Our #GrowInspired series features our innovative and creative garden partners. Whether they’re working with two acres or 200 square feet, we are constantly in awe of their hard work and kick-ass gardens. These are some of our favorite gardens and gardeners who inspire us to get out and play in the dirt.
Stephanie Thurow, food preservation extraordinaire, cookbook author and gardener, sat down to talk with us about her Minnesota garden and some of her favorite veggies to preserve.
She’s a published cookbook author and expert on food preservation, which means her family will enjoy their garden harvest year-round. Stephanie started getting into food preservation about 16 years ago. “At the time, I was looking for a new hobby and I loved pickles and Bloody Mary's. I wanted to learn how to make my own delicious garlic dill pickle,” she says. “I only knew one person at the time that knew how to can, my now-husband's aunt, and I asked her to teach me. After the first time canning with Mary, I was completely hooked and food preservation became a passion.”
Stephanie and her family preserve their harvest to enjoy year-round
Her favorite vegetable to grow and preserve? Tomatoes. “I enjoy Tomatoes because we slice them and eat them fresh, ferment them into salsas and our favorite, which is cherry tomatoes fermented with basil and garlic, or rosemary and onions,” she says. “ I can them diced to have on hand for cooking and also can my own homemade spaghetti sauce, pizza sauce, ketchup and bloody mary mix.” Plus, Stephanie says she loves growing them because she always has plenty of extra to share with family and friends. Her goal is to grow her own pickling cucumbers, but this season her plants didn’t make it.
Stephanie started gardening over a decade ago when she bought her first house. Her first attempts at growing flowers were a swing and a miss — they all eventually died from inadequate watering. But once her daughter grew older and was interested in helping with the garden, Stephanie decided it was time to teach her about growing vegetables. They had three garden beds in their suburban yard. “For many years we grew a variety of herbs, potatoes, tomatoes, carrots, beans, peppers, rhubarb, raspberries and gardened small scale so that we could have a variety of things,” explains Stephanie. “We just didn't have much space that provided enough sunlight.”
Stephanie's new garden bed that was created in 2020 after they had to remove a tree in their yard.
All of that changed in 2020. Stephanie participated in a variety of seed swapping events and started hundreds of flowers and vegetables from seed indoors. “My living room was taken over by plant shelves and plant lights. It turned out to be a really therapeutic shift of focus given that Covid-19 hit the US around the same time and we were all pretty much stuck at home,” she says. She had planned on giving the majority of her seedlings away, but ended up having to get a tree removed in her yard which opened up a big space to add six new garden beds. To her (and her family’s) delight, she was able to keep 80% off the seedlings and plant them in her new garden space.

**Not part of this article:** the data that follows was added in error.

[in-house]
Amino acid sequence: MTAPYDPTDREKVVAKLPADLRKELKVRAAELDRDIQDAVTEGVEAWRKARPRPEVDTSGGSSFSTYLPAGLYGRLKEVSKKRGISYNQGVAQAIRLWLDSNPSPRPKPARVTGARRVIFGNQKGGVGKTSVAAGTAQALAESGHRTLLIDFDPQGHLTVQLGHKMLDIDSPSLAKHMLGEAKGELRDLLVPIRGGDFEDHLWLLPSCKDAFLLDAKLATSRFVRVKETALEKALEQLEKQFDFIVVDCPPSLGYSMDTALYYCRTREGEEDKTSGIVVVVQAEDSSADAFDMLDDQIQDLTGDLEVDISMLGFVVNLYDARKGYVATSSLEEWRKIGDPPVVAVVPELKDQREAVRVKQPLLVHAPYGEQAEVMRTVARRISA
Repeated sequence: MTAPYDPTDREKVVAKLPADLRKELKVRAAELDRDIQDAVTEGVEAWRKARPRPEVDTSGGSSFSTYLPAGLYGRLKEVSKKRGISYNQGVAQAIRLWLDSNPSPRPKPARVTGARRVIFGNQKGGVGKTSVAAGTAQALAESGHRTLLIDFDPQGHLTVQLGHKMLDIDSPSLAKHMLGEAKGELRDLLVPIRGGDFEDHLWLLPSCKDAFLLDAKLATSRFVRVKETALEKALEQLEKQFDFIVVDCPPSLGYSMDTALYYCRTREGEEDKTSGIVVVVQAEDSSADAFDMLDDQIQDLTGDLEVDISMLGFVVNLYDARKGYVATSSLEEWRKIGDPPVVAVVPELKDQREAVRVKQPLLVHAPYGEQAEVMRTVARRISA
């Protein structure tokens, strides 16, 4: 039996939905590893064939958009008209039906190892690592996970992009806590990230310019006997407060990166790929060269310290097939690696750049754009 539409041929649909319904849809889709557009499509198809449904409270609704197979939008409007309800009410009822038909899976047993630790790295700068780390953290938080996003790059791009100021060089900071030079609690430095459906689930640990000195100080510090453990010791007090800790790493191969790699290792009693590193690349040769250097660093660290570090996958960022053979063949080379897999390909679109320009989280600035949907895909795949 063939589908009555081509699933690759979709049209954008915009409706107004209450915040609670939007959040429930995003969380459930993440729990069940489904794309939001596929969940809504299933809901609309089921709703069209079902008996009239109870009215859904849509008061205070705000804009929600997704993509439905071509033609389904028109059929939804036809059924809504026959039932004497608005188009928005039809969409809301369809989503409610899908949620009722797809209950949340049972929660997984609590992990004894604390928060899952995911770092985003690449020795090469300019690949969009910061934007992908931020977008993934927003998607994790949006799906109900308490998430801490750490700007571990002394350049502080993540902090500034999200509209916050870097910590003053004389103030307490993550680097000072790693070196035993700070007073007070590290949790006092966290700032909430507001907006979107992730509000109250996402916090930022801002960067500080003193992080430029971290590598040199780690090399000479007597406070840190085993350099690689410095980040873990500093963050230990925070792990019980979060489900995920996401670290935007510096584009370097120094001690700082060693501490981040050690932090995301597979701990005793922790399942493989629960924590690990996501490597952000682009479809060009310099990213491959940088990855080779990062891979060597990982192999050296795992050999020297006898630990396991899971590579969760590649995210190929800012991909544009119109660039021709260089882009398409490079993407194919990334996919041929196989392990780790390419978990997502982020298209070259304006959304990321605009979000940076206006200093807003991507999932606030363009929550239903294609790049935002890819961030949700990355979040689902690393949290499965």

The herb garden
Her garden theme? “Seed swap,” she jokes. “I grew the seeds I was given and seeds I had saved. I have tomatoes in nearly all the garden beds, except I have one area reserved as the squash garden and another bed for herbs.” Her expanded garden includes ten garden beds and a couple dozen fabric grow pots. Ready for her plant list? It’s long! She’s growing seven varieties of tomatoes, four types of onions, lots of jalapeno peppers, pumpkins, broccoli, spaghetti squash, bell peppers, cucumbers, summer squash, beets, carrots, celery, a variety of beans, sugar snaps, rhubarb that was transferred from her great grandmother's years ago, raspberries, garlic, two types of kale, swiss chard, green cabbage, watermelon radishes, horseradish, luffa gourd, and lots of nasturtiums and other flowers around the veggies to bring in pollinators. In her herb garden she has two types of basil, oregano, thyme, two types of lavender, spearmint, rosemary, cilantro and dill.
Stephanie grows all of this in hardiness zone 5a, which means she has a short growing season. This year, she says “I feel like it just started and now it’s almost going to be over.” But she’s used to it — A Minnesotan from birth, Stephanie says it’s all she’s known and that after working so hard in the garden during the summer months, it can be nice to take a winter breather. “Even though it’s sad when the growing season is over, it’s nice to have a break in the winter. Then [before you know it], it’s time to start all over again,” she says.
Stephanie used C-BITEs to support her pumpkins and tomatoes this year.
She’s used C-BITEs this year to keep all of her various vegetables supported and growing healthy for the best harvest yet. “I like the versatility of them,” she says. “I first used two stakes and C-BITEs with some netting I had on hand to create a trellis for my pumpkin. Once my pumpkin grew over another support area, I removed the stakes from the trellis I made to use as a support stake for my bean tower that got snapped during an awful storm we had.” She also created smaller supports with C-BITEs that keep heavy tomato branches from lying on the ground. “I like the multi-function of them. You are really only limited by your imagination,” says Stephanie.